New twist in prosecution of University of Alabama shooter's case

In this Sept. 11, 2012, file photo, Amy Bishop, accused of killing three and injuring three others in a Feb. 12, 2010 shooting at the University of Alabama in Huntsville, walks into a courtroom at the Madison County Courthouse in Huntsville, Ala. Bishop pleaded guilty to capital murder charges in an agreement that will send to her prison for the rest of her life and make her ineligible for the death penalty. A judge scheduled jury selection for Monday, Sept. 24, 2012, as a trial is still required under Alabama law because Bishop admitted to a capital charge of murder.
AP Photo/The Huntsville Times, Eric Schultz, File

(CBS News) Tuesday will mark three years since a shooting on the campus of the University of Alabama Huntsville left three biology professors dead. Their colleague, neurobiologist Amy Bishop, eventually pleaded guilty to the killings and is serving a life sentence for the murders.

She waved her right for an appeal after pleading guilty, but Bishop now says she intends to do just that, and a judge is giving her until Monday to file an appeal in a case that keeps getting stranger

The day after Bishop was taken into custody, the Huntsville Sheriff's Department received a phone call from a police chief more than 1,000 miles away in Braintree, Mass.

In this week's New Yorker Magazine, Chief Paul Frazier recalled what he told the Alabama authorities. "The woman you have in custody, I thought you'd want to know: she shot and killed her brother back in 1986," he said.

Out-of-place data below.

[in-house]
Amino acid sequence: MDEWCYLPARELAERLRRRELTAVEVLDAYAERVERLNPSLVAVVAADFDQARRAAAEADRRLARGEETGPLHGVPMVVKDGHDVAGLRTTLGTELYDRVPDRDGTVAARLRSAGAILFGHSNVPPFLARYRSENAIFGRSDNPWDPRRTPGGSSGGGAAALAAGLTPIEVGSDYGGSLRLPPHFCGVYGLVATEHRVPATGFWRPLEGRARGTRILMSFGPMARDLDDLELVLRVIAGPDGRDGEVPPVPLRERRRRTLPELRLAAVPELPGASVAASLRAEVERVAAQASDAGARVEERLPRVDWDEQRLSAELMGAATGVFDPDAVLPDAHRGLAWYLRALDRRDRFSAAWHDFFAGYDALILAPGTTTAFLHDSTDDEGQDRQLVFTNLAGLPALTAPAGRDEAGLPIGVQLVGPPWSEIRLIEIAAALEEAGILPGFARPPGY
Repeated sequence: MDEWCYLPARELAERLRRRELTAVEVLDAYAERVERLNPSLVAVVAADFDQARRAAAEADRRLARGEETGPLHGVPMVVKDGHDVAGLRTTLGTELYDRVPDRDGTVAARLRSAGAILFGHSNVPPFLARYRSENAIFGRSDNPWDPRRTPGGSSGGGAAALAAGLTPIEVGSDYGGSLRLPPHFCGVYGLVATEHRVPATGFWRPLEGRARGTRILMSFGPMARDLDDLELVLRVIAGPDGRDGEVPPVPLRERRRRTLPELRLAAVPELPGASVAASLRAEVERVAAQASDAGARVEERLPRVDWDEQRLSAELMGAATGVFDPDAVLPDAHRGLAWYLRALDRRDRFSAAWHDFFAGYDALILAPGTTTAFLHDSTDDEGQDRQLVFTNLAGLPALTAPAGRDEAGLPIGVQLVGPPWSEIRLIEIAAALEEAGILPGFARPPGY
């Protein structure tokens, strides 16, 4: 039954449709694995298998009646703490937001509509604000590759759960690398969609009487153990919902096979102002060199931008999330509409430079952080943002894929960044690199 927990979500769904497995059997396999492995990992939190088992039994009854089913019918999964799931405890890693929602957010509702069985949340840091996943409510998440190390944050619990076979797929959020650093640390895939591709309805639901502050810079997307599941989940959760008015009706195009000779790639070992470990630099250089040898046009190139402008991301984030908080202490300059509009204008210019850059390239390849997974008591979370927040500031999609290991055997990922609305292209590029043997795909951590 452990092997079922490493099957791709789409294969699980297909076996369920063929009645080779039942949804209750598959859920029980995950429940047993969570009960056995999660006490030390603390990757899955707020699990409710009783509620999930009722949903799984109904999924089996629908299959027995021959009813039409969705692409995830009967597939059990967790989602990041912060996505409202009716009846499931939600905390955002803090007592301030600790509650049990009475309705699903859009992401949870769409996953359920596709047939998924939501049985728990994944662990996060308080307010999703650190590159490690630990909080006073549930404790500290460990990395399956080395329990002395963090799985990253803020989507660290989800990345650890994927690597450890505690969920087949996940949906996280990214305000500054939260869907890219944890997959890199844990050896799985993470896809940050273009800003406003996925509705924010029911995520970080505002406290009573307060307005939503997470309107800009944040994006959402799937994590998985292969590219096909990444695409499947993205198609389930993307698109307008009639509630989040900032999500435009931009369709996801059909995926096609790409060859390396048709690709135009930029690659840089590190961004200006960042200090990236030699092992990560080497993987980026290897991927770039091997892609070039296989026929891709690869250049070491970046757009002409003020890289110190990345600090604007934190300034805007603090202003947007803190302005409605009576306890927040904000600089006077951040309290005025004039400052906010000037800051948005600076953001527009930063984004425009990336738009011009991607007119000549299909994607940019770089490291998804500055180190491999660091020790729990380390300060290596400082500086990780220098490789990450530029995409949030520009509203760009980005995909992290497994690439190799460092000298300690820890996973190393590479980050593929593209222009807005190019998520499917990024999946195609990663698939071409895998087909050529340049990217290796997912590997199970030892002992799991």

Bishop was 21 years old when she shot her 18-year-old brother Seth in the chest with her father's shotgun. Sam Bishop had purchased the weapon after a robbery at the family's home. The only witness to the shooting, Amy's mother Judy Bishop, claimed it was an accident. The police quickly released Bishop and closed the case.

Two months after the shooting in Alabama, William Keating, the district attorney in Norfolk, Mass., said that the investigation into Seth Bishop's death was reopened, and Amy Bishop was indicted by the grand jury for murder in first degree of her brother.

"Frankly if I was those families in Alabama, I'd be furious, thinking what could have been, might have been avoided," said Keating.

Ultimately a lack of evidence forced Massachusetts prosecutors to drop the case against Bishop, who continues to serve a life sentence in Alabama.

For Rebecca Jarvis' full report, watch the video in the player above.